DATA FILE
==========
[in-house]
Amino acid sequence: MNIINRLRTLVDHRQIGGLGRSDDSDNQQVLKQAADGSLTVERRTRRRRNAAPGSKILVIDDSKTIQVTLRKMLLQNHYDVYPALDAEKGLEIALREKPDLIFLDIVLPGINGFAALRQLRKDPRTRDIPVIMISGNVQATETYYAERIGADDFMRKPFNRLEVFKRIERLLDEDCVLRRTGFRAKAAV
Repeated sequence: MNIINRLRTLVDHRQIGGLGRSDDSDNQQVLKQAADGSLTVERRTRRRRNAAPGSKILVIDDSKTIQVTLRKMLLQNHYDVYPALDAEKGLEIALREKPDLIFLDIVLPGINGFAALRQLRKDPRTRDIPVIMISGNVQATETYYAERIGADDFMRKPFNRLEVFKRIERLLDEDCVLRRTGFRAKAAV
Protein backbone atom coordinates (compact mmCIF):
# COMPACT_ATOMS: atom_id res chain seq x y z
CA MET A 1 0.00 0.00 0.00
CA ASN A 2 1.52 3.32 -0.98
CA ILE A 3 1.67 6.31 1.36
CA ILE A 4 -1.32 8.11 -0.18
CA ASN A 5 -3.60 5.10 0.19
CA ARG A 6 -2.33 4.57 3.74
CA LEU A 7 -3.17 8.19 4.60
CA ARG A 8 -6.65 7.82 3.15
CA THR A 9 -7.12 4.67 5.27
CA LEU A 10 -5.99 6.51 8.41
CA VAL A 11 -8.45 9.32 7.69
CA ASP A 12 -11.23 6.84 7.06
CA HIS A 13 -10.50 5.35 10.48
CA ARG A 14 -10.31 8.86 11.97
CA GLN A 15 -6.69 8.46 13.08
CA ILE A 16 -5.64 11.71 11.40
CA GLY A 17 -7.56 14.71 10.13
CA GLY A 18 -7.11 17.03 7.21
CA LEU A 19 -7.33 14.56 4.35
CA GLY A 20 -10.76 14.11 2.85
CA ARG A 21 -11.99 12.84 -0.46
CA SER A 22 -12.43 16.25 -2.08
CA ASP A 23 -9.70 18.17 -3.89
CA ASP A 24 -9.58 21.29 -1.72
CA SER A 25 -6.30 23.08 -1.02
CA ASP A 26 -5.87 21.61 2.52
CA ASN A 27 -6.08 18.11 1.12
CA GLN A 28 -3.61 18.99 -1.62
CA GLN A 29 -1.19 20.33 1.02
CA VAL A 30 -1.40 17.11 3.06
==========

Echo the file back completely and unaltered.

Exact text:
[in-house]
Amino acid sequence: MNIINRLRTLVDHRQIGGLGRSDDSDNQQVLKQAADGSLTVERRTRRRRNAAPGSKILVIDDSKTIQVTLRKMLLQNHYDVYPALDAEKGLEIALREKPDLIFLDIVLPGINGFAALRQLRKDPRTRDIPVIMISGNVQATETYYAERIGADDFMRKPFNRLEVFKRIERLLDEDCVLRRTGFRAKAAV
Repeated sequence: MNIINRLRTLVDHRQIGGLGRSDDSDNQQVLKQAADGSLTVERRTRRRRNAAPGSKILVIDDSKTIQVTLRKMLLQNHYDVYPALDAEKGLEIALREKPDLIFLDIVLPGINGFAALRQLRKDPRTRDIPVIMISGNVQATETYYAERIGADDFMRKPFNRLEVFKRIERLLDEDCVLRRTGFRAKAAV
Protein backbone atom coordinates (compact mmCIF):
# COMPACT_ATOMS: atom_id res chain seq x y z
CA MET A 1 0.00 0.00 0.00
CA ASN A 2 1.52 3.32 -0.98
CA ILE A 3 1.67 6.31 1.36
CA ILE A 4 -1.32 8.11 -0.18
CA ASN A 5 -3.60 5.10 0.19
CA ARG A 6 -2.33 4.57 3.74
CA LEU A 7 -3.17 8.19 4.60
CA ARG A 8 -6.65 7.82 3.15
CA THR A 9 -7.12 4.67 5.27
CA LEU A 10 -5.99 6.51 8.41
CA VAL A 11 -8.45 9.32 7.69
CA ASP A 12 -11.23 6.84 7.06
CA HIS A 13 -10.50 5.35 10.48
CA ARG A 14 -10.31 8.86 11.97
CA GLN A 15 -6.69 8.46 13.08
CA ILE A 16 -5.64 11.71 11.40
CA GLY A 17 -7.56 14.71 10.13
CA GLY A 18 -7.11 17.03 7.21
CA LEU A 19 -7.33 14.56 4.35
CA GLY A 20 -10.76 14.11 2.85
CA ARG A 21 -11.99 12.84 -0.46
CA SER A 22 -12.43 16.25 -2.08
CA ASP A 23 -9.70 18.17 -3.89
CA ASP A 24 -9.58 21.29 -1.72
CA SER A 25 -6.30 23.08 -1.02
CA ASP A 26 -5.87 21.61 2.52
CA ASN A 27 -6.08 18.11 1.12
CA GLN A 28 -3.61 18.99 -1.62
CA GLN A 29 -1.19 20.33 1.02
CA VAL A 30 -1.40 17.11 3.06